- Andrew J. Nilsen
The private prison company GEO Group announced last week that it's the recipient of a $110 million, ten-year contract with U.S. Immigration and Customs Enforcement to build a new 1,000-bed detention center for immigrants north of Houston, not far from where the company already operates 1,500-bed immigration lockup. GEO, the federal government's second-largest private prison contractor, says that by the time the detention center is built at the end of next year, it will generate some $44 million in annual revenue for the company.
"We are very appreciative of the continued confidence placed in our company by U.S. Immigration and Customs Enforcement," GEO chairman and CEO George C. Zoley said in a prepared statement.
That confidence hadn't looked so certain during the final months of the Obama administration, which were a trying time for companies that profit off incarcerating people. Yes, private prison companies got fat off federal contracts to run a huge slice of the sprawling immigrant detention system that grew under the "deporter in chief." But by last summer, private prison stock took a nosedive as Obama's Justice Department announced the federal prison system would phase out for-profit contractors because, among other problems, they didn't save much money nor did they offer "the same level of safety and security" as government-run facilities.
Immigrant rights activists had hoped the feds would expand the phase-out to include immigrant detention centers, too. Instead, Trump won. The day after his election, GEO's stock rallied 21 percent. Stock for the Corrections Corporation of America, the nation's largest private prison company (which has since "rebranded" itself CoreCivic), shot up 43 percent the same day. Less than a week after Trump's inauguration, the president signaled a dramatic expansion of the country's detention and deportation complex by signing an executive order that basically instructed ICE to detain all people suspected of violating immigration laws.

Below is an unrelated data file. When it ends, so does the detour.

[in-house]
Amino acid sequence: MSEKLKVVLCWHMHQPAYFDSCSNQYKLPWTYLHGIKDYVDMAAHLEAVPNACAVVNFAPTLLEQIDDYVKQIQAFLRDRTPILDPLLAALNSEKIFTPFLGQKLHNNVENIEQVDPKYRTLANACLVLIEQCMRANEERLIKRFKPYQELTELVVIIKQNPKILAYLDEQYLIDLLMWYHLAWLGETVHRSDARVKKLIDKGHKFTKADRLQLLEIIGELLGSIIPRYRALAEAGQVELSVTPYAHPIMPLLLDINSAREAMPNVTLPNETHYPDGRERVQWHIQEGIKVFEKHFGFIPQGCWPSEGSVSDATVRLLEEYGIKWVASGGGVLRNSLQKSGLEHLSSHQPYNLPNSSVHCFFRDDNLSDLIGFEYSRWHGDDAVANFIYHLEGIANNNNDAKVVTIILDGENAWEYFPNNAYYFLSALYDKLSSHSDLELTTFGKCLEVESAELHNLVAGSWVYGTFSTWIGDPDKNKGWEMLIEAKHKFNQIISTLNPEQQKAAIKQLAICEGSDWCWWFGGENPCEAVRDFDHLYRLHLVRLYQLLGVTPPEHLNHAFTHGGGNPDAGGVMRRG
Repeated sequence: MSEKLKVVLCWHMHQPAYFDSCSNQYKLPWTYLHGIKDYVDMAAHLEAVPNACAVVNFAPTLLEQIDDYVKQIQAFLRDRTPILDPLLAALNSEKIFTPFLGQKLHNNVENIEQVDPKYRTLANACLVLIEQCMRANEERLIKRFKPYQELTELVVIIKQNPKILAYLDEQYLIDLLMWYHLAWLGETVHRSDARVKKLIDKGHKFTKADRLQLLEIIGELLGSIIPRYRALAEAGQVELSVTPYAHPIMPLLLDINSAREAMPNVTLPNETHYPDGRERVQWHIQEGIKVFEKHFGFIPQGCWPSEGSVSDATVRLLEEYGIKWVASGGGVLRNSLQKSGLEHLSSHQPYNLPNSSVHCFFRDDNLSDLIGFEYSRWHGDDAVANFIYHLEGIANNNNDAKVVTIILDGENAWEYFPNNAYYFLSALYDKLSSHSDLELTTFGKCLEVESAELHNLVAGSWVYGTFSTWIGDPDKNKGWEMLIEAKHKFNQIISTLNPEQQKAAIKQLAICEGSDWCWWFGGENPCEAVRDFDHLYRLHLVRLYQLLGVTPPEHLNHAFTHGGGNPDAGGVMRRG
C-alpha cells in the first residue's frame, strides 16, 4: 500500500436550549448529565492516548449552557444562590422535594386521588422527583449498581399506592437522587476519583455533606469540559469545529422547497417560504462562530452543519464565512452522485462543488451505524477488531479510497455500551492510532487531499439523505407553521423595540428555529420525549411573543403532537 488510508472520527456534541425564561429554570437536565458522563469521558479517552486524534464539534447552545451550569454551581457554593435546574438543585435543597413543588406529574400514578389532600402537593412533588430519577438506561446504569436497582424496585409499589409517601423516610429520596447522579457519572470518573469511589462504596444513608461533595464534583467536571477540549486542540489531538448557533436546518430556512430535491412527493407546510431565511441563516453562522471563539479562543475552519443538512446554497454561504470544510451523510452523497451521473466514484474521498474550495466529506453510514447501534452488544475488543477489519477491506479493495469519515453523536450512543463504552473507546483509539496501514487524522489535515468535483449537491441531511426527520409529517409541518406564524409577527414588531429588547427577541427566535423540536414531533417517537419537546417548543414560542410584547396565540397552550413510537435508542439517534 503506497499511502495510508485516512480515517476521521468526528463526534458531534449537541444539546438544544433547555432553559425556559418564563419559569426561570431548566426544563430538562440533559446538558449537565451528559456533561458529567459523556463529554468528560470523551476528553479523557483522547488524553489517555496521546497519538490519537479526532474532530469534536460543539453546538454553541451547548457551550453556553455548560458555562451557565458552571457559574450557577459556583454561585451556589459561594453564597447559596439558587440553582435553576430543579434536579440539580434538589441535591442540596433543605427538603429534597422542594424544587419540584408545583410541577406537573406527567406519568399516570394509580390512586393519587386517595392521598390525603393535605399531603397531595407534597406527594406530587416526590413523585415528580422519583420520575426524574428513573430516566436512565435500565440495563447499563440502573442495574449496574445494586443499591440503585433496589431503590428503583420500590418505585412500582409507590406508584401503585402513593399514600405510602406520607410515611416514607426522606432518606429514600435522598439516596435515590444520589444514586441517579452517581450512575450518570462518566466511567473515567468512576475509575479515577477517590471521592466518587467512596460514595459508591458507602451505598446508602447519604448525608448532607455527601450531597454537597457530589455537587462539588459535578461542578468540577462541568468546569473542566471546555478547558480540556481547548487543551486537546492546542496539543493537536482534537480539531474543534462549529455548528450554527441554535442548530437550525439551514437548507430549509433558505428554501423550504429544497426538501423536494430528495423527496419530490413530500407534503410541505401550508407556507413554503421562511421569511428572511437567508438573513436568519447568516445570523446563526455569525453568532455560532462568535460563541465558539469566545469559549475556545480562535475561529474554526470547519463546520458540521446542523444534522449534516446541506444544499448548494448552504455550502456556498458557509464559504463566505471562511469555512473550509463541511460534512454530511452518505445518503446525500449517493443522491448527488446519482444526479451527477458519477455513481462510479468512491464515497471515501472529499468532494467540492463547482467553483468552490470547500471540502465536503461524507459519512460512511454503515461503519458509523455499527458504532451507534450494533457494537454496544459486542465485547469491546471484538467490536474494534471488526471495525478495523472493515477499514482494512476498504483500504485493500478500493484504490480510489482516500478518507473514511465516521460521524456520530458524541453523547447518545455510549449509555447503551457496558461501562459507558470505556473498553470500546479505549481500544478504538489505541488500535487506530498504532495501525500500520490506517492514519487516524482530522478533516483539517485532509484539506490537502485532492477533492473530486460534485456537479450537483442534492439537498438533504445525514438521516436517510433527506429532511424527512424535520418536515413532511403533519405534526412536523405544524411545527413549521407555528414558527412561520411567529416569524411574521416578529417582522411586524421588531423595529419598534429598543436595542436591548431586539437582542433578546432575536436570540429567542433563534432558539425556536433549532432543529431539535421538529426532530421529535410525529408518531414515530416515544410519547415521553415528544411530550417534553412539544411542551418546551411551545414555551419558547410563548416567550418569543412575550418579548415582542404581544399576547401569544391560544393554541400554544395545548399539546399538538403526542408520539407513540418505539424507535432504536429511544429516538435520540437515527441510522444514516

GEO's long track record of alleged abuses have made it a frequent target for immigrant rights activists, who argue that private prisons routinely warehouse immigrants in appalling conditions.
GEO currently runs several facilities in Texas, the epicenter of the country's immigrant detention complex, including a lockup for asylum-seeking women and children southeast of San Antonio. Last year a judge blocked the state of Texas from licensing that and another family detention center as state-approved childcare facilities. Child welfare experts who testified against state licensing spoke of children losing weight, shedding hair and exhibiting symptoms of anxiety and depression inside immigrant detention centers. Some of the attorneys and advocates who have worked at those facilities claim health care is so shoddy that some kids have to be hospitalized upon release.
Texas lawmakers have proposed legislation this session that would pave the way for the state to license both of those family lockups as childcare facilities.